“People say they can cut through the shoe and all that—you can’t cut through my shoe that easy. I have a metal shank in my shoe. The technology on my shoe is totally different than—compared to—other people’s shoes. I’m not knocking nobody shoes, but obviously I weigh 260 pounds,” Harrington says. “You know how I play every night. If it’s a cheap shoe and a poorly built shoe, there is no way I can play in it night-in and night-out. And my shoe is built just like this one (pointing to one displayed on the table before him). There is nothing different. The insoles are the same.”
Kmart VP of Footwear, Nick Grayston, believes that the Protégé shoes are a better product than anything similar on the market. The Protégé “A3H,” the “Protégé 2” and the StackJack (Jackson’s personal makeup) are all now available for $34.99. Besides the basketball shoes, Protégé includes a series of casual kicks and number of different active wear styles. As evidence of their national television, magazine, street signage and Internet campaigns, Kmart is serious about the potential of their partnership with Protégé.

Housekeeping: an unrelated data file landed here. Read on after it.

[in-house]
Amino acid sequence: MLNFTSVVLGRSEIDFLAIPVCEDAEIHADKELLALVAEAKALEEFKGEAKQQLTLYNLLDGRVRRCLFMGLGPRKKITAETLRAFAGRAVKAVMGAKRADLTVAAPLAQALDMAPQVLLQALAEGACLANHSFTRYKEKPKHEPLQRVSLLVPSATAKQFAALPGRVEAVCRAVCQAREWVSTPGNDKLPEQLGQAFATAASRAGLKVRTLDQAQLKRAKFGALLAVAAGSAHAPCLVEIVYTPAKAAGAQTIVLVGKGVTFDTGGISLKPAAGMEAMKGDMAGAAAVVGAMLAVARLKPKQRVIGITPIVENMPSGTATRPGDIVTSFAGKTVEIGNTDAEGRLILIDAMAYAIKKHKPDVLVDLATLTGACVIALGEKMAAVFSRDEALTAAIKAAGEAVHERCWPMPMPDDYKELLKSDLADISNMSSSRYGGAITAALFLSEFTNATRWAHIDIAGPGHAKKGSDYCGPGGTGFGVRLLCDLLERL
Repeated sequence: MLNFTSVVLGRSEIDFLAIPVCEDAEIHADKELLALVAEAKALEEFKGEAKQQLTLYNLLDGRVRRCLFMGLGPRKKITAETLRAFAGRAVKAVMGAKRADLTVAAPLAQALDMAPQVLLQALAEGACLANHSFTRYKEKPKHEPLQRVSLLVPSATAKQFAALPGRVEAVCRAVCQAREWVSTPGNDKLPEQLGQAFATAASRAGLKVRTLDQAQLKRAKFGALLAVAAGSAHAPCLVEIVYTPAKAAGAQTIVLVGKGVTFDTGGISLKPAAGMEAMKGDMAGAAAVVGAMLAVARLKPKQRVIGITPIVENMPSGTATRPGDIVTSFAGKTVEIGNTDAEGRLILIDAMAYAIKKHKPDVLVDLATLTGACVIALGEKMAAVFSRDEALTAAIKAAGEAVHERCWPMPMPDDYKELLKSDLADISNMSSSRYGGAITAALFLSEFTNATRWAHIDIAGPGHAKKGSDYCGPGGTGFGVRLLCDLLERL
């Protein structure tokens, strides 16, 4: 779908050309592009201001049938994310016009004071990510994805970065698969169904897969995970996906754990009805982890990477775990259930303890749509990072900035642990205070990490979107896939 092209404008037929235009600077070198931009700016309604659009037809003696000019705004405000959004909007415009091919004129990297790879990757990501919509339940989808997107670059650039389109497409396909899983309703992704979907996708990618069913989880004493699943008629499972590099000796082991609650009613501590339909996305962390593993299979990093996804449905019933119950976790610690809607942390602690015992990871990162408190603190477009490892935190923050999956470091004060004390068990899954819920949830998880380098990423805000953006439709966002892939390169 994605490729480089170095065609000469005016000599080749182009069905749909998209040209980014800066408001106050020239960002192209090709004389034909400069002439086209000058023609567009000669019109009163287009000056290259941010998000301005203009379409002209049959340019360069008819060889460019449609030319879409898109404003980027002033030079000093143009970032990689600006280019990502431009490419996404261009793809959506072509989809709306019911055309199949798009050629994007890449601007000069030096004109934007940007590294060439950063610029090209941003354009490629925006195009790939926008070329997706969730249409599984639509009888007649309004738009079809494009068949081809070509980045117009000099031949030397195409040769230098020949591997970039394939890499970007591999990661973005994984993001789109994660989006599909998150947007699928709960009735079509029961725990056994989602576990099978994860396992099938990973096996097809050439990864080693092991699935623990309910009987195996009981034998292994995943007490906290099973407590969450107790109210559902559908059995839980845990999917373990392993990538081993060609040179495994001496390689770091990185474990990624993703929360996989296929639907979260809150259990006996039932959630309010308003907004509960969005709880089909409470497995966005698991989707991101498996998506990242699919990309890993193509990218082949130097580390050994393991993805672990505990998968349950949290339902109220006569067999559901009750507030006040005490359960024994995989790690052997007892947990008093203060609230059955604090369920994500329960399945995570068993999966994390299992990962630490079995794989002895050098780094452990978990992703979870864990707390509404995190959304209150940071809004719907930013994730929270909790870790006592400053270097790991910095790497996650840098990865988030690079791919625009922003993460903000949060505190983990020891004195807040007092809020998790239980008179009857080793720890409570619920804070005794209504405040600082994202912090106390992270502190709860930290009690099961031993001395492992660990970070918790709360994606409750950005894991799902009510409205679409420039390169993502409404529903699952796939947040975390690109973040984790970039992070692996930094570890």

“We’re relaunching the Kmart footwear brand – it was managed by someone else and we brought it in-house. As part of the launch we have a new and exciting brand that represents great value and outstanding fashion,” says Grayston. “We’re happy to be partnering with Al on this giveback brand. Al works with a company called Eastman, who we buy shoes from and they’re a pretty good match. They came to us and said we’ve got this great idea for affordable shoes, it’s a giveback brand, it represents great value. We went from there. And we’re giving away a million pairs.”
In an added initiative, Kmart plans to purchase and donate to a cause to help get 10 million pairs of shoes to 10 million impoverished people around the world over ten years. Through Samaritan’s Feet, a global humanitarian relief organization, Harrington plans on handing the shoes out himself.